SOUTH AFRICAN PARLIAMENT APPROVES ROAD TRAFFIC OFFENCES BILL

CAPE TOWN, The South African National Assembly has given the thumbs up to a Bill which will introduce a demerit system that will see serial traffic offenders losing their driver’s licences.

The Bill to amend the Administrative Adjudication of Road Traffic Offences Act of 1998 was approved here Tuesday by a vote of 225 MPs in favour while 88 MPs rejected it. The Bill will now be sent to the National Council of Provinces, the upper chamber of Parliament, for concurrence.

Leading the debate on the Bill prior to the vote, Transport Minister Joe Maswanganyi said the Bill was being introduced to improve driver behaviour on the back of an alarming rise in carnage on South Africa’s roads.

The tabling of this Bill is a direct result of the untenable and unsustainable road safety situation in our country. We are experiencing a tremendous loss of lives, especially of young people, as well as the continued breakdown of road traffic laws, he said.

Over the past three years, he added, the road safety situation had been badly impacted, a situation which could not be allowed to continue. South Africa needed to urgently act with a determined commitment to change the road safety situation, he said.

The amendment to the Aarto Act seeks to promote road traffic quality by providing for a scheme to discourage road traffic rules contraventions; facilitate the adjudication of road traffic infringement to support the prosecution of offences in terms of the national and provincial laws relating to road traffic; and implement the demerit points system and provide for an establishment of an agency to administer the scheme.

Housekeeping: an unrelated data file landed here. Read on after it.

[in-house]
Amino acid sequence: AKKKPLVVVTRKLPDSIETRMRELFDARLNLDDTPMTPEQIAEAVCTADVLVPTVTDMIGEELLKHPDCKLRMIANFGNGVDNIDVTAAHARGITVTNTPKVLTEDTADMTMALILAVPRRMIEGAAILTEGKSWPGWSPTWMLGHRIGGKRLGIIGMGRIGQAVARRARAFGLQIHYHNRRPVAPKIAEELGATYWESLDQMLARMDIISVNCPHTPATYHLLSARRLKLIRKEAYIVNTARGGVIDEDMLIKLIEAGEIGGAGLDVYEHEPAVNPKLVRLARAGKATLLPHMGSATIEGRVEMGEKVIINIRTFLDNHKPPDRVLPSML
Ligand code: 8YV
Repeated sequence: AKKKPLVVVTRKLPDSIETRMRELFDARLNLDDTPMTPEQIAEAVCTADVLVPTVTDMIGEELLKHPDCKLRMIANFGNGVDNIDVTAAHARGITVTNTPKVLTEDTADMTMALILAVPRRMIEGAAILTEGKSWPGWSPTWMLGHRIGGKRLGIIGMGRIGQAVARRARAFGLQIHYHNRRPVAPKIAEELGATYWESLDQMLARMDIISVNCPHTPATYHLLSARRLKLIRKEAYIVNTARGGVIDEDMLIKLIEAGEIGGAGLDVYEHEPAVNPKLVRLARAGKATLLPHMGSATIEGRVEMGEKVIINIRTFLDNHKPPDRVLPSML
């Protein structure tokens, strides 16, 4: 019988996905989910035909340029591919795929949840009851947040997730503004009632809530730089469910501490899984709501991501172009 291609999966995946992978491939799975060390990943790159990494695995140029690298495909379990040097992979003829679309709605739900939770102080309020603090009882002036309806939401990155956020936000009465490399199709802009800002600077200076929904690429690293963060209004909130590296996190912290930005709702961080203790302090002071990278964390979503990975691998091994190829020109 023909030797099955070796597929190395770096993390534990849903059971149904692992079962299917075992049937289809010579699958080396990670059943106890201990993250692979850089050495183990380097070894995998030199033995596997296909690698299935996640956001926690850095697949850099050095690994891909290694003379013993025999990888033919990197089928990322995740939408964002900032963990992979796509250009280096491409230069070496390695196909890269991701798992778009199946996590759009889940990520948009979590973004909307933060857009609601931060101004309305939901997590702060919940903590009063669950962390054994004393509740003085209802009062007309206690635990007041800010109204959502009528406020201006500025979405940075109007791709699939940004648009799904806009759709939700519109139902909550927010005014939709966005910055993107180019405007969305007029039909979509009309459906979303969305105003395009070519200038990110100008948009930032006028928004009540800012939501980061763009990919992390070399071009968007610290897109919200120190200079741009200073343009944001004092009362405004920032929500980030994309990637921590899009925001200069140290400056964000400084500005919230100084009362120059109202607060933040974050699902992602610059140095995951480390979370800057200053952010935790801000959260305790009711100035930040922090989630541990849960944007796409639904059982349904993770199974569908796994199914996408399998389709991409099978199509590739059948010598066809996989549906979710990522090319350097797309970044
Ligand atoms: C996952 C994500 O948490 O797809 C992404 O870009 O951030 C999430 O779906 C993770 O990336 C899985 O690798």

Maswanganyi said the amendment Bill would further pave the way for the administration of the demerit points system; the establishment of the rehabilitation programme for offenders; the establishment of the Infringements Appeals Tribunal in order to empower any road user to attend to any issue related to offences and to introduce the serving of documents through electronic means.

When we implement Aarto nationally, we will also implement the demerit points system. The point demerit system provides for an easy and objective mechanism of identifying habitual infringers so that the applicable penalties can be effected on them,” the Minister said.

Those that continue to break the law will find themselves ultimately losing their driving licenses through suspensions and cancellations. We must remember that the driving licence always belongs to government. Furthermore, Aarto does not only provide for punitive measures, it is a forgiving system in that it provides for the rehabilitation of drivers.

Those drivers, who would have lost their driving licences, can be redeemed through the rehabilitation programmes. In this way, we then influence those drivers to change their behaviour to [comply with] road traffic laws.”

The Minister said the Bill will make provision for the electric service of documents, which makes it easier for all road users to be informed of their status of infringements. It further ensures that the service of documents is effected at the lowest cost, he added.

Source: NAM NEWS NETWORK